A publication that may have been a fanzine published by Jerry Siegel with two issues in 1929 or ’30. It appears to have been a carbonzine (meaning no more than a dozen copies ever existed) and seems to have contained nothing but fiction. No copies are known to exist and as long ago as the 1950s no one had a copy.
According to a 1983 interview in Nemo 2:
SIEGEL: And here's something of interest which the fan field doesn't know, because the information didn't come fully back to me until just a short time ago. Recently I bought a copy of The Encyclopaedia of Science Fiction - the title was something like that; it's published in England. At the front of the book they list certain "firsts"; and they had me down as the publisher of a science-fiction fanzine which I put out several years before I even met Joe. It was called Cosmic Stories. It was strictly a typewritten and hectographed publication, I believe; I believe that I wrote most of it or at least a great deal of it. It was sold through the mails, and the article says that not even one copy is known to exist today. This was the first science-fiction fanzine in the U.S., and for all I know, in the whole world. This was when I was about 14 years old, back in 1929, about a year or so before I met Joe. It must be quite a collector's item if any copies exist. It's not impossible that a copy might exist somewhere, but the chances of any other copies having survived is rather remote.
So the date of 1929 seems to be uncertain, as is the means of reproduction. The earliest references to Cosmic Stories say it was done by typewriter and carbon paper, but Jerry Siegel himself, much later, remembered it as being done by hecto.
Prior to Science Fiction, Siegel edited two typewritten magazines, Cosmic Stories and Cosmic Stories Quarterly0 Apparently all copies of thees last have been lost or-destroyed” — “Science Fiction Bibliography” I 1? p6 7)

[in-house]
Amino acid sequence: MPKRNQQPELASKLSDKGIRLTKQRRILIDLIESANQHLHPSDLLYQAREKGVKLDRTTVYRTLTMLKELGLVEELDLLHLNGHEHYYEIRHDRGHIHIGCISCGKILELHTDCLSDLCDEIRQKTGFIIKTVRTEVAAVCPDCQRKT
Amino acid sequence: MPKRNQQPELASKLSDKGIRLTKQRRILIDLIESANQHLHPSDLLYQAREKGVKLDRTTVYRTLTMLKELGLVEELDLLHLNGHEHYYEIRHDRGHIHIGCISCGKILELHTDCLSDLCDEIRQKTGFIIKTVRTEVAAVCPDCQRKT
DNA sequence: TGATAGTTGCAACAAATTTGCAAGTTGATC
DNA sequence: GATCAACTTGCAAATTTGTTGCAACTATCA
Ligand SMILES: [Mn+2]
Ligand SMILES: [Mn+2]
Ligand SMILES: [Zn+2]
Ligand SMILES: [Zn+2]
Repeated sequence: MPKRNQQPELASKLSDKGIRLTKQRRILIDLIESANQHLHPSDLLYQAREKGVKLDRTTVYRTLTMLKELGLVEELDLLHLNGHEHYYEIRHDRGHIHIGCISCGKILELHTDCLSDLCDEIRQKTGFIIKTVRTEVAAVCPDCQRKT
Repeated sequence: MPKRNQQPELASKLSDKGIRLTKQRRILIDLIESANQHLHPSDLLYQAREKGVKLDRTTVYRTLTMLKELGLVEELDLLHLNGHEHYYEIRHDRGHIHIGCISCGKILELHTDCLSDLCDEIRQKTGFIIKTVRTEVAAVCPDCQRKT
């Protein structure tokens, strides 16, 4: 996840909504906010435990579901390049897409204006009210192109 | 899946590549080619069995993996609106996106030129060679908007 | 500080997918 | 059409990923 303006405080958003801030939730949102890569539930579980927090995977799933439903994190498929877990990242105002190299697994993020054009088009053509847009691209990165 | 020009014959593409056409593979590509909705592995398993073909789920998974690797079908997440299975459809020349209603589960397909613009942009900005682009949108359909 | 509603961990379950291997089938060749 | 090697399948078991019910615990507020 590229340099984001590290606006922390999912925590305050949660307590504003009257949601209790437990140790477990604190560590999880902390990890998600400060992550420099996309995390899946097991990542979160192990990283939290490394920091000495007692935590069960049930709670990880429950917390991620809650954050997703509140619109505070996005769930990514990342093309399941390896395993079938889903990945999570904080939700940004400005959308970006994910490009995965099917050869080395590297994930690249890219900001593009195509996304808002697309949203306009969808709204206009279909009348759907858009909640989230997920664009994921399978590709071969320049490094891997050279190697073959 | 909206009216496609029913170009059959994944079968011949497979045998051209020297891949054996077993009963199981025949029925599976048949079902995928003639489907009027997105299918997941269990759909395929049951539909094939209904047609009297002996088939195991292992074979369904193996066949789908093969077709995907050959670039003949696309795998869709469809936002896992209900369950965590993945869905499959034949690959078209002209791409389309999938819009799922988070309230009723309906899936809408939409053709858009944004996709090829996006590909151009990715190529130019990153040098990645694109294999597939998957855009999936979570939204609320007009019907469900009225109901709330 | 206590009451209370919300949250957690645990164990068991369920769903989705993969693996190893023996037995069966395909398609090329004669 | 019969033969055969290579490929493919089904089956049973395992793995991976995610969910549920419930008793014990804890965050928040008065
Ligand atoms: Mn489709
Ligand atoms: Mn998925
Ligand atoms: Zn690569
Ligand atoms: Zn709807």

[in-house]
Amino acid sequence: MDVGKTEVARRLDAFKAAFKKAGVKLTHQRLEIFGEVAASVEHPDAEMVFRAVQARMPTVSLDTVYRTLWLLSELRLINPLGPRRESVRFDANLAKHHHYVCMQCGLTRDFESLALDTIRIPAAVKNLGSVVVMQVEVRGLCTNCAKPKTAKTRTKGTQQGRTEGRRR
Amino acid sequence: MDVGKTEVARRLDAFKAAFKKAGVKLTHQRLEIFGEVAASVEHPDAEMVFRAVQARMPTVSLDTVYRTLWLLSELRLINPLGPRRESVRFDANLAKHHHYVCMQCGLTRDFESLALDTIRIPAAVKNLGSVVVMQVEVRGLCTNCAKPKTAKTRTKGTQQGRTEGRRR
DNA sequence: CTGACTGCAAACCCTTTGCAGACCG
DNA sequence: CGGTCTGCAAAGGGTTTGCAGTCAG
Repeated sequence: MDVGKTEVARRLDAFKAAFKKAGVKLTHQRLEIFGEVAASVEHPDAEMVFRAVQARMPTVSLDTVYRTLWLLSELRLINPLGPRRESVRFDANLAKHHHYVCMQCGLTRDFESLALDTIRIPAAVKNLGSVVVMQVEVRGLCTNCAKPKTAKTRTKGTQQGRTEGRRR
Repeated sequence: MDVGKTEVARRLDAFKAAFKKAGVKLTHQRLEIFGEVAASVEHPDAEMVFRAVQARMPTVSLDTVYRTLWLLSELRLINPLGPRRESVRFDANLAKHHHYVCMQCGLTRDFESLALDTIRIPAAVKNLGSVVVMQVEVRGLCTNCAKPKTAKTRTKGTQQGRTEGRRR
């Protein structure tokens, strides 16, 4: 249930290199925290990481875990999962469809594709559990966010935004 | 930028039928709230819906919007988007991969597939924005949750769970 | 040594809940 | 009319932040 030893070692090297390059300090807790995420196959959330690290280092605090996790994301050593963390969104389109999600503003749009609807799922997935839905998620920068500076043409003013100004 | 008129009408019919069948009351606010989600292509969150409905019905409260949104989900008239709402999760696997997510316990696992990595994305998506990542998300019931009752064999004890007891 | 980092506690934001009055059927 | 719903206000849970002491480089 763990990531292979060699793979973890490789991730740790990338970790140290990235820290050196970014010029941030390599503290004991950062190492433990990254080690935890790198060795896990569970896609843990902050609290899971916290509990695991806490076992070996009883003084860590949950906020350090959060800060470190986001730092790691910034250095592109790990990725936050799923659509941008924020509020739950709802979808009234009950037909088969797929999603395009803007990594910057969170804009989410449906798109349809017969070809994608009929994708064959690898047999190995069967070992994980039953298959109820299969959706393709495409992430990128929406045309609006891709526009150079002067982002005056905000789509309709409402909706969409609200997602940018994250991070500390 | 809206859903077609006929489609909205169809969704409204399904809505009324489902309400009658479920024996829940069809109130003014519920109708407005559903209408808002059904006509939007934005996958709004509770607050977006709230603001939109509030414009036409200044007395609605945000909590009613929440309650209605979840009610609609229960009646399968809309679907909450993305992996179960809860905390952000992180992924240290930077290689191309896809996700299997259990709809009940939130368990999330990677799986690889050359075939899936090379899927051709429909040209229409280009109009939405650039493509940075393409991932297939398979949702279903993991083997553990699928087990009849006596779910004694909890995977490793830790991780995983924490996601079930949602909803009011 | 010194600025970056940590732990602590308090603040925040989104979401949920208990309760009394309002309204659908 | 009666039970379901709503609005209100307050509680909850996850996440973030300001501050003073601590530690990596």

(It appears they got it from Science Fiction Bibliography.)
It was in this manner that Jerome Siegel and Joseph Schuster, now famed as the originators of the character "Superman" became acquainted. Enthused by Amazing Stories they presently produced Cosmic Tales and Cosmic Tales Quarterly, amateur, carbon-copied publications; these are the earliest -- and rarest -- fan published "magazines"
Besides being described in the context of early prozines, the problem here is that here Moskowitz is crediting it to Jerry Siegel and Joe Schuster -- who did not meet until 1931 or 32. This raises a another doubt about the actual date. (Also, the title, but other sources all agree it was “Cosmic Stories,” not “Tales.”)
Jerome Siegel's writing career began early in his life. When he was 14, he created his first comic booklet called Cosmic Stories, which was advertised in the classified section of Science Wonder Stories. It was later known as the first sci-fi fanzine and he continued to publish several other booklets over the next few years.
For a discussion whether or not it was the First Fanzine (and, if not, what was) see What Was the First Fanzine?
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